It is also important to avoid carrying out activities which might put the reputation or assets of the academy at risk. A common misconception is over financial reserves: it is sometimes assumed that a charity must ensure it builds reserves. It is sensible for a charity to have reserves to cover unexpected events but these should not be so large that the current charitable beneficiaries suffer as a consequence. Finally, if trustees are intending to invest or borrow money they need to ensure they comply with the terms of their articles and funding agreement, take special care over their decision and seek professional advice.

Duty of care – trustees must use reasonable care and skill in their work, using their personal skills and experience as needed to ensure that the academy trust is well-run and efficient. This duty also means that they should consider if it is appropriate to get external advice. This is a matter for trustees to decide but they should certainly consider getting external advice where there is a material risk to the academy trust or if there is a question of governors potentially breaching their duties. If trustees do get external professional advice then they are expected to follow it. If they do not, they should have a good reason for not doing so.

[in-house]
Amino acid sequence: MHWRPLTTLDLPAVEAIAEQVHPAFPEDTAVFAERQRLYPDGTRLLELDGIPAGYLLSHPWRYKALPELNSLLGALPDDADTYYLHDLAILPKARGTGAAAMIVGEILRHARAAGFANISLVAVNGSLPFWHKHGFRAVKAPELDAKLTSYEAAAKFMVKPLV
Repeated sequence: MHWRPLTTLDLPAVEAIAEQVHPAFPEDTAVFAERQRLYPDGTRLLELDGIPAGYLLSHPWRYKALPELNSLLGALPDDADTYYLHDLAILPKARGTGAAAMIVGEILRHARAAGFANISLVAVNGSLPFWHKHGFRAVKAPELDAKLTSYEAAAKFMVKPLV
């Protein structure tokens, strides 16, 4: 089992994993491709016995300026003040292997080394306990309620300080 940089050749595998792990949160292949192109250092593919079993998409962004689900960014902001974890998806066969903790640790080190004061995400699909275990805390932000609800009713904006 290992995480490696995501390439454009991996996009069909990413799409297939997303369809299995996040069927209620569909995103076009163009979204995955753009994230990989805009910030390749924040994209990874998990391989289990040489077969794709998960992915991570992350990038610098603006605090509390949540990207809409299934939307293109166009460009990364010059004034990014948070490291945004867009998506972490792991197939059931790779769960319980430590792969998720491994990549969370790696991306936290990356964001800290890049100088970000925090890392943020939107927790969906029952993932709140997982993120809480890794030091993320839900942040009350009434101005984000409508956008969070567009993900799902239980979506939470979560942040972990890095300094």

Duties of Directors

Directors have duties as charity trustees and specific duties as directors as defined in the Companies Act 2006 (chapter 2):

  • A duty to act within powers;
  • A duty to promote the success of the company;
  • A duty to exercise independent judgement;
  • A duty to exercise reasonable care, skill and diligence;
  • A duty to avoid conflicts of interest;
  • A duty not to accept benefits from third parties; and
  • A duty to declare any interest in a proposed transaction or arrangement